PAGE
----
Interesting Folk on the Canals of Manchester

I feel a natural affinity for water sources and always try to live as close to a river, beach or dirty city canal as possible. I had the Canal Saint Martin in Paris and here I have some of Manchester’s canal system around the corner from my apartment. My extensive time spent by these canals has made me realise that there are a lot of odd personalities who hang around these waterways (this potentially includes me but we’ll just move on.) In recent times, I have witnessed two intriguing moments by the Manchester canals that have made my forehead furrow and my mouth squeeze to one side while saying a quiet “Huh?”

Half Naked Man With Stick

The first of these events occurred after collecting my brother from Oxford train station. I decided to take the scenic route, walking back to my apartment along the canal edge. Up ahead we spotted two guys in their early 20s, lacking tshirts and with sporadic tattoos exposed on their northern-white skin. One of the guys was crouching by the edge of the canal, purposefully whacking at the water with a short tree branch. His determined slaps and desperate whimpers were catching the eyes of many passers-by. As we got closer he looked up exasperatingly at his bemused audience and yelped, “What are you looking at? I want my gram of cocaine, not the dead pigeon!” Sure enough, floating just beyond his branch’s reach was a recently deceased pigeon and a small plastic packet a white powdery substance.

We continued on, leaving him to his futile fishing. I never found out if he managed to get his drugs, however there was a canal boat heading his way and they may have been able to help.

Peter Pan Reads Shakespeare in the Dark

My friend, Pooja, has recently moved into an apartment with fourth storey views over the Manchester Ship Canal. We have spent numerous evenings sitting by her large windows with glasses of wine and bowls of ice cream, discussing life and all of its mysteries. On the first night, we discovered a local fox who roams the deserted building sites next door and we christened him Jack.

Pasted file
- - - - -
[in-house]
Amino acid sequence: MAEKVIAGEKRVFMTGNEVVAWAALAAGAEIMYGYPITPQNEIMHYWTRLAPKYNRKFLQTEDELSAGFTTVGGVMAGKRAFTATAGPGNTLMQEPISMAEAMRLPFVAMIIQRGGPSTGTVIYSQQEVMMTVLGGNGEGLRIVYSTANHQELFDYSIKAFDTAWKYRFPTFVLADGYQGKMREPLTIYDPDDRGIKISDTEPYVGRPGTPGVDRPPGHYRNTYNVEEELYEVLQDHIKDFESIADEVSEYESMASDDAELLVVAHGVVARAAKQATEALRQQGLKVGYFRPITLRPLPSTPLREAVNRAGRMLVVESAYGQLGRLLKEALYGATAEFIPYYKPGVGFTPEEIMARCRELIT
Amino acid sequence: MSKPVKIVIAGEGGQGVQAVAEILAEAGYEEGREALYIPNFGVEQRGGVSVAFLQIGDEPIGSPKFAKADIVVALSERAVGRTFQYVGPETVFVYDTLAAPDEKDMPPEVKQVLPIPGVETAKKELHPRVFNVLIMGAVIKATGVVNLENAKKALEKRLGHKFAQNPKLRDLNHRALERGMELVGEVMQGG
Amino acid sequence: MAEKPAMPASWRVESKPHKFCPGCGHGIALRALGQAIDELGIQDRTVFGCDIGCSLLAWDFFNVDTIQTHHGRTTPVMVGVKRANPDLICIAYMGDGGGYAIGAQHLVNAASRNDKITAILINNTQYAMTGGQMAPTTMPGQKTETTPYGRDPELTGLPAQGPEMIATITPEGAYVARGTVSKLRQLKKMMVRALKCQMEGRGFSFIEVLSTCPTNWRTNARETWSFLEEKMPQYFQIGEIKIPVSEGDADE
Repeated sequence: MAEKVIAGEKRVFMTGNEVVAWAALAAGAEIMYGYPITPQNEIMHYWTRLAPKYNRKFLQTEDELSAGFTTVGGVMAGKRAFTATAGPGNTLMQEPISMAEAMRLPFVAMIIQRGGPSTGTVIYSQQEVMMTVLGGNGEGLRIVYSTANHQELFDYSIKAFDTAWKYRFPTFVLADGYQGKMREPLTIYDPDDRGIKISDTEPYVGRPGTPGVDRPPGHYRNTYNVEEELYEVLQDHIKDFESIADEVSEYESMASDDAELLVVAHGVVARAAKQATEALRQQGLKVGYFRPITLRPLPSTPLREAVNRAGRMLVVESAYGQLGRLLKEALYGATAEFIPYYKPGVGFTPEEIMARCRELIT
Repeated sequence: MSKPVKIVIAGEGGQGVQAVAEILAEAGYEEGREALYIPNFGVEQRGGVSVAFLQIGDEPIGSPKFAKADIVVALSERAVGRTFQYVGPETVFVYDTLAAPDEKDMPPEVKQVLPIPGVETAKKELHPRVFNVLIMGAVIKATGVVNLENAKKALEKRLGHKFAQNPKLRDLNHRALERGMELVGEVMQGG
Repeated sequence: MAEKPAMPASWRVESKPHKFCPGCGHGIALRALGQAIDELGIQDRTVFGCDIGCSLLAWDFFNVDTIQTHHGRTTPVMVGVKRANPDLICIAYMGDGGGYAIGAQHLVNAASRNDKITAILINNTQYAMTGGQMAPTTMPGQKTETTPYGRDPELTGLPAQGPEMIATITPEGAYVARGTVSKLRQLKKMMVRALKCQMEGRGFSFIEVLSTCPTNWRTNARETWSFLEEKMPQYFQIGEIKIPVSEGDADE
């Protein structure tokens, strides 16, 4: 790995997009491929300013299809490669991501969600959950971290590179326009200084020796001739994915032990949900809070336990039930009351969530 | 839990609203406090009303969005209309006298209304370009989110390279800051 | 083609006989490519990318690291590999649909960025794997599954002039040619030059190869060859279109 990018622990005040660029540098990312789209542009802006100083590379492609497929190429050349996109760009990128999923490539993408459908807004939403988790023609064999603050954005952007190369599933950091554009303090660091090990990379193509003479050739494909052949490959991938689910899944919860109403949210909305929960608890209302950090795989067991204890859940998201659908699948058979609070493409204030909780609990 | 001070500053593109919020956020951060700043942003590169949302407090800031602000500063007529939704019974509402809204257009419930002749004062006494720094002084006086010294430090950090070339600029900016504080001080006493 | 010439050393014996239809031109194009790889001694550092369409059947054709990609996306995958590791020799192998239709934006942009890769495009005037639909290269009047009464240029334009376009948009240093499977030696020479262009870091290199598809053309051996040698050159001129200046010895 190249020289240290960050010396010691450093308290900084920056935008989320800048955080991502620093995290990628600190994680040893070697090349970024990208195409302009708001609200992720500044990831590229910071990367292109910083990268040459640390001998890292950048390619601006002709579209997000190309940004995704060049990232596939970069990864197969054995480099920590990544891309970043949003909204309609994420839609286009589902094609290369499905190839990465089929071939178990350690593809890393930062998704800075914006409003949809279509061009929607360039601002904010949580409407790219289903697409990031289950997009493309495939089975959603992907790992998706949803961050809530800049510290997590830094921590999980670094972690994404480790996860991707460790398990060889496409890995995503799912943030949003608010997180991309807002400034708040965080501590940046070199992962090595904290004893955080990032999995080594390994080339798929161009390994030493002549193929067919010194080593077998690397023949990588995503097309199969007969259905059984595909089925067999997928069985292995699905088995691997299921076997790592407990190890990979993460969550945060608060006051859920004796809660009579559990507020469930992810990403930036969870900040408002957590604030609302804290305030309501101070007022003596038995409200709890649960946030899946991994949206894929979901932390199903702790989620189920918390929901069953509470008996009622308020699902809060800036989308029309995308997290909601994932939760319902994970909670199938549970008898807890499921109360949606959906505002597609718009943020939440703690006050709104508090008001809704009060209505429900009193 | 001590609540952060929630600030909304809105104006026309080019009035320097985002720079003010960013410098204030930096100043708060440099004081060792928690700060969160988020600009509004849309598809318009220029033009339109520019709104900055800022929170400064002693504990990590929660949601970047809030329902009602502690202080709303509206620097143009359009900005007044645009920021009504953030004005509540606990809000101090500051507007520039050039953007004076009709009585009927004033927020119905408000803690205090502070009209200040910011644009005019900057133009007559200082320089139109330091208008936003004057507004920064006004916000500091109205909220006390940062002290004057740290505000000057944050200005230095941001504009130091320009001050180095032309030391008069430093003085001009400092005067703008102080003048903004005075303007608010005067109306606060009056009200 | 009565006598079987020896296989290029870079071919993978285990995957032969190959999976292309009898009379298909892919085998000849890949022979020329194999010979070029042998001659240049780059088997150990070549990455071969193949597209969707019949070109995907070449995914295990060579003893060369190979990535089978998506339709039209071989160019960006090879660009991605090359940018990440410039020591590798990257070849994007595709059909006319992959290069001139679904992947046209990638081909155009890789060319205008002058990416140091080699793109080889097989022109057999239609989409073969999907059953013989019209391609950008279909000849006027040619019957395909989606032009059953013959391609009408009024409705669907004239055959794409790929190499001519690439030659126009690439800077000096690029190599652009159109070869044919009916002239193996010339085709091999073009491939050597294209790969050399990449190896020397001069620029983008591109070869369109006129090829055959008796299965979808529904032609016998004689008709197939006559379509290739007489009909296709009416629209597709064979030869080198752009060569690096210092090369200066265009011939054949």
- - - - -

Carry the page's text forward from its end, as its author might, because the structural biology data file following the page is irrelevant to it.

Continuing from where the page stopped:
Then the other evening as I sat staring down at the water below a young man seemed to appear from nowhere, stepping out from under a tree onto the grassed banks of the canal. He looked like he belonged in a fairytale – he was a lanky fellow, maybe 25 years old, and he was wearing a hat. It was a classic black bowler hat with a rigid rim which he would tip in courtesy at the trams that passed by on the other side of the canal. In one hand he held a book that he occasionally seemed to read. Every few minutes he would shift his position – holding the book outstretched as if reciting poetic lyric when he was standing, or majestically lazing on the grass with one leg bent, looking up and around to see if anyone was watching.

As the sun set and the light became low, we presumed he would leave. Not the case – instead he continued to read, soldiering on through the settling darkness, refusing to let the lack of light stop his reading. The sun had  well and truly gone to bed by the time he left, waltzing down the canal, his hat sitting proudly on his head.

Manchester Ship Canal

Manchester Ship Canal

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